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Thread: historic photograph: real or fake?

  1. #41
    Mike Anderson's Avatar
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    Re: historic photograph: real or fake?

    Quote Originally Posted by Paul Kierstead View Post
    Incidently, there are lots more which don't come up in the index so easily, for example

    http://museumofnyc.doetech.net/Voyag...8/Z0010866.jpg

    These are varied.
    That one's a different track. This must have been a popular sport/exhibition: bicyclists spinning around a tiny banked track. Maybe the chain driven bicycle was new and this was to promote "the bicycle of the future".

    ...Mike

  2. #42
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    Re: historic photograph: real or fake?

    Quote Originally Posted by Kirk Gittings View Post
    But just turning the wheel with the bike tilted that much isn't going to solve the center of gravity problem. Regardless these guys are defying gravity if they are not moving.
    It will if the bike has a fixed gear. If you can pedal the bike in both directions, then you can rock the pedals back and forth with the front wheel turned, and it will tilt you back and forth over the tire contact patches. That's how it's done on a track bike.

    On a road bike with a freewheel, that trick doesn't work. For that, you need to move your body back and forth, but it's still inherently unstable. I bet you've fallen if you have attempted track stands at red lights a lot. I don't know a single person who does it regularly who has not fallen, including me. It's one of the standard embarrassments for bikies.

    I have for the last dozen years or so used Speedplay pedals and no longer worry about unmanning myself when clipping back in after the light goes green, so now in my unbalanced old age I just put a foot down when I stop. And even doing that I occasionally fall--the other way. Sheesh.

    Rick "not exactly putting a lot of miles on the bike, though" Denney

  3. #43
    Kirk Gittings's Avatar
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    Re: historic photograph: real or fake?

    I bet you've fallen if you have attempted track stands at red lights a lot.
    You think?
    Thanks,
    Kirk

    at age 67
    "The woods are lovely, dark and deep,
    But I have promises to keep,
    And miles to go before I sleep,
    And miles to go before I sleep"

  4. #44

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    Re: historic photograph: real or fake?

    Has anyone noticed the diffuse shadows? If this was taken with direct light source or even flash powder, wouldn't the shadows be much crisper and if taken with available light, a fast film would be needed to stop the action with a shutter speed fast enough to arrest motion without blur?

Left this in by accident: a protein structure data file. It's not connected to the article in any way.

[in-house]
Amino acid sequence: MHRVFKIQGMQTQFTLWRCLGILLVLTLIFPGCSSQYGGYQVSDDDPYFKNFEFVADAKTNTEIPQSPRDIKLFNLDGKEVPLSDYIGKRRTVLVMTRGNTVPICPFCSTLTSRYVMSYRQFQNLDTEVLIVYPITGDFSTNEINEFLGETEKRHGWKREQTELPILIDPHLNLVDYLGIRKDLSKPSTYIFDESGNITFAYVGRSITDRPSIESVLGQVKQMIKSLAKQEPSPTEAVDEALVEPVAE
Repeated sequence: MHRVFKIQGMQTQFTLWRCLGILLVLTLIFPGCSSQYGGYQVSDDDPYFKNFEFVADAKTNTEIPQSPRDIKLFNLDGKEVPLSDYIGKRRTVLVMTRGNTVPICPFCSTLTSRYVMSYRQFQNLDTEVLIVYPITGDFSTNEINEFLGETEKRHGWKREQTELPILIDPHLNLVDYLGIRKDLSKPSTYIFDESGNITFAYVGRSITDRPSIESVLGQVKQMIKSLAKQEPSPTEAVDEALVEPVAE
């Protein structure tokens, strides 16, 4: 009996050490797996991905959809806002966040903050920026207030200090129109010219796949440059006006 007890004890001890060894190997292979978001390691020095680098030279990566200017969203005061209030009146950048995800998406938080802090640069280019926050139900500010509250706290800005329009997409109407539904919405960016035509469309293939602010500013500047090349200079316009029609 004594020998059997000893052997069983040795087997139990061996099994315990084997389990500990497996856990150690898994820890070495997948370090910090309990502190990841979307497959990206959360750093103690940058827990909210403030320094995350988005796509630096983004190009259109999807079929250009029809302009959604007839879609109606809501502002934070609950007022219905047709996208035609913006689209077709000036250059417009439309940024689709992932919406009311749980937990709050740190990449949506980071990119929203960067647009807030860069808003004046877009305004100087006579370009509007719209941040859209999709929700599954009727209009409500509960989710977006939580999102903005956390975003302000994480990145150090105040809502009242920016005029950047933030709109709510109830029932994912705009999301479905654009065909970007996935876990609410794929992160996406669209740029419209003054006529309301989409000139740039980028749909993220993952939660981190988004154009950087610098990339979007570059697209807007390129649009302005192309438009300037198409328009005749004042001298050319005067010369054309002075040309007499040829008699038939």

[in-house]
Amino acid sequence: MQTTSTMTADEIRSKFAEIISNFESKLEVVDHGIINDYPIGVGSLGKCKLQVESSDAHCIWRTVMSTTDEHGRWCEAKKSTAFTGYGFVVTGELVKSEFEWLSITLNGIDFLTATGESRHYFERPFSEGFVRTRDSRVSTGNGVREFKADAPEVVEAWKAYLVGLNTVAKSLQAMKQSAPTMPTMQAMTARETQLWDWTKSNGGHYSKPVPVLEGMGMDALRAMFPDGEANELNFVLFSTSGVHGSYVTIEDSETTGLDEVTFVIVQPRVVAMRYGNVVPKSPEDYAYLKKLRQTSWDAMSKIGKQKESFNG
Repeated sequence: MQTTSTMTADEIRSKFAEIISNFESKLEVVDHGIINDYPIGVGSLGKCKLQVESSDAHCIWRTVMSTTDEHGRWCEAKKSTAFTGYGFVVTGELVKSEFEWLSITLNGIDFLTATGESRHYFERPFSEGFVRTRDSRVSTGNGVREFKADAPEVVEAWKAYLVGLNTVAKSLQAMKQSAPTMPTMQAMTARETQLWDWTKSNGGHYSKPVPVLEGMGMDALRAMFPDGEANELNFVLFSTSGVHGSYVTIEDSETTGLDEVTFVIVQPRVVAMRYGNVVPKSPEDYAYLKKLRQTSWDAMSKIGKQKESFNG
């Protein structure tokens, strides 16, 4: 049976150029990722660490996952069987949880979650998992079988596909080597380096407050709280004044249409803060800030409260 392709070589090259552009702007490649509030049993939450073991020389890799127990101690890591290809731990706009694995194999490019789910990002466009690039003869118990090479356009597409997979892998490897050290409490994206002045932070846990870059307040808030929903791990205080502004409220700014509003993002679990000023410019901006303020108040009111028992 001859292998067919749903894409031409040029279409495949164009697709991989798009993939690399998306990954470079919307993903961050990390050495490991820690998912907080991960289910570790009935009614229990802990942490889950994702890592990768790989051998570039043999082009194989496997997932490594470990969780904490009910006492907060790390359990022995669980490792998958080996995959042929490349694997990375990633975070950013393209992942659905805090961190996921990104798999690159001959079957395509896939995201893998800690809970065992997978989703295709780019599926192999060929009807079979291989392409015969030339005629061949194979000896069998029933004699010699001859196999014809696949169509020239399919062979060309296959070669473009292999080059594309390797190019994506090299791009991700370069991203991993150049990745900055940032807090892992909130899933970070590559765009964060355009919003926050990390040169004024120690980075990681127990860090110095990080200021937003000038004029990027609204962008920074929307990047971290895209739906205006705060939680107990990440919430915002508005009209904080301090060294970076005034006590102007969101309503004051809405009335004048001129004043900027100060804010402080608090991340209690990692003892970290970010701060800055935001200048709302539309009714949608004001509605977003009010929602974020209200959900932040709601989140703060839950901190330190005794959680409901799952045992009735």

Denise Libby

  5. #45
    Mike Anderson's Avatar
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    Re: historic photograph: real or fake?

    Quote Originally Posted by archer View Post
    Has anyone noticed the diffuse shadows? If this was taken with direct light source or even flash powder, wouldn't the shadows be much crisper and if taken with available light, a fast film would be needed to stop the action with a shutter speed fast enough to arrest motion without blur?
    Denise Libby
    There's multiple light sources - see the slat shadows on the floor inside the track. This is quite the mysterious photograph.

    ...Mike

  6. #46

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    Re: historic photograph: real or fake?

    I take it that there were not necessarily technical limitations to stopping this sort of action at the time, although:

    http://pqasb.pqarchiver.com/chicagot....&pqatl=google

    In the end, I think it is staged (a) because of the three people on the track being in the same position on more than one frame. Numerous ideas about wire trips, multiple cameras and simultaneous exposures raise the question of why would you go to the trouble for some publicity photos?

    (b) Context. At this time, the Byron people did theatrical photos. I suspect posed was the standard way of doing those. There was no scientific interest in stopping action, and in the interest of getting a quality image that would serve promotional purposes, the emphasis would have been on good lighting, and _being sure_ of getting people in the position you wanted. Rigging and retouching would not have been that difficult, and was probably common.

  7. #47

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    Re: historic photograph: real or fake?

    Quote Originally Posted by lostjr View Post
    There was no scientific interest in stopping action,
    There was - Muybridge, Anschütz and others had already pioneered that decades earlier. But advertising was straightforward, nobody would have bothered to create (fake) scientific imagery in promotional photographs for a theatrical performance...

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